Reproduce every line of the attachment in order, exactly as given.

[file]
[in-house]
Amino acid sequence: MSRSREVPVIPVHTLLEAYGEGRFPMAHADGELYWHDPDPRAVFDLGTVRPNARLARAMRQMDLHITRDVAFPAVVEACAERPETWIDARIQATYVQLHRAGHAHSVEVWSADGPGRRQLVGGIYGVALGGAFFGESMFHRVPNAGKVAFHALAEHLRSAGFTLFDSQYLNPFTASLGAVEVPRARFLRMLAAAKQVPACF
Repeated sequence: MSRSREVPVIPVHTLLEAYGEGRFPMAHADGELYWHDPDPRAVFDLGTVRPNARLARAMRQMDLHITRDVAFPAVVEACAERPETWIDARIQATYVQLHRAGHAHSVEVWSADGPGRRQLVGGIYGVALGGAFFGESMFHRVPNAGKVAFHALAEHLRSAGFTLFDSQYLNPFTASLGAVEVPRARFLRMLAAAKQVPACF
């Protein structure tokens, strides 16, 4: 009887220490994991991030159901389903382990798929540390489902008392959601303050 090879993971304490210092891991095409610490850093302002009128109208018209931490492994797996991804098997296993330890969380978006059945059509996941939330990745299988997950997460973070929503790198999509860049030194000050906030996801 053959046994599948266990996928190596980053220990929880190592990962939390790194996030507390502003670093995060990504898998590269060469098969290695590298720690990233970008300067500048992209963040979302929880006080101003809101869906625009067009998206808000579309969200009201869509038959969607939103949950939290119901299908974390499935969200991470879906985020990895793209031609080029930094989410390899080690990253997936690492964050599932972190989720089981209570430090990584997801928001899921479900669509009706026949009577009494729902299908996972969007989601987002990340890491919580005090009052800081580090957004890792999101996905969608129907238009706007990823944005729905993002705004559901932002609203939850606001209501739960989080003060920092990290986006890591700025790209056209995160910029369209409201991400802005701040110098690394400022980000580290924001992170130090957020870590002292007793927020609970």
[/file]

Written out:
[in-house]
Amino acid sequence: MSRSREVPVIPVHTLLEAYGEGRFPMAHADGELYWHDPDPRAVFDLGTVRPNARLARAMRQMDLHITRDVAFPAVVEACAERPETWIDARIQATYVQLHRAGHAHSVEVWSADGPGRRQLVGGIYGVALGGAFFGESMFHRVPNAGKVAFHALAEHLRSAGFTLFDSQYLNPFTASLGAVEVPRARFLRMLAAAKQVPACF
Repeated sequence: MSRSREVPVIPVHTLLEAYGEGRFPMAHADGELYWHDPDPRAVFDLGTVRPNARLARAMRQMDLHITRDVAFPAVVEACAERPETWIDARIQATYVQLHRAGHAHSVEVWSADGPGRRQLVGGIYGVALGGAFFGESMFHRVPNAGKVAFHALAEHLRSAGFTLFDSQYLNPFTASLGAVEVPRARFLRMLAAAKQVPACF
């Protein structure tokens, strides 16, 4: 009887220490994991991030159901389903382990798929540390489902008392959601303050 090879993971304490210092891991095409610490850093302002009128109208018209931490492994797996991804098997296993330890969380978006059945059509996941939330990745299988997950997460973070929503790198999509860049030194000050906030996801 053959046994599948266990996928190596980053220990929880190592990962939390790194996030507390502003670093995060990504898998590269060469098969290695590298720690990233970008300067500048992209963040979302929880006080101003809101869906625009067009998206808000579309969200009201869509038959969607939103949950939290119901299908974390499935969200991470879906985020990895793209031609080029930094989410390899080690990253997936690492964050599932972190989720089981209570430090990584997801928001899921479900669509009706026949009577009494729902299908996972969007989601987002990340890491919580005090009052800081580090957004890792999101996905969608129907238009706007990823944005729905993002705004559901932002609203939850606001209501739960989080003060920092990290986006890591700025790209056209995160910029369209409201991400802005701040110098690394400022980000580290924001992170130090957020870590002292007793927020609970």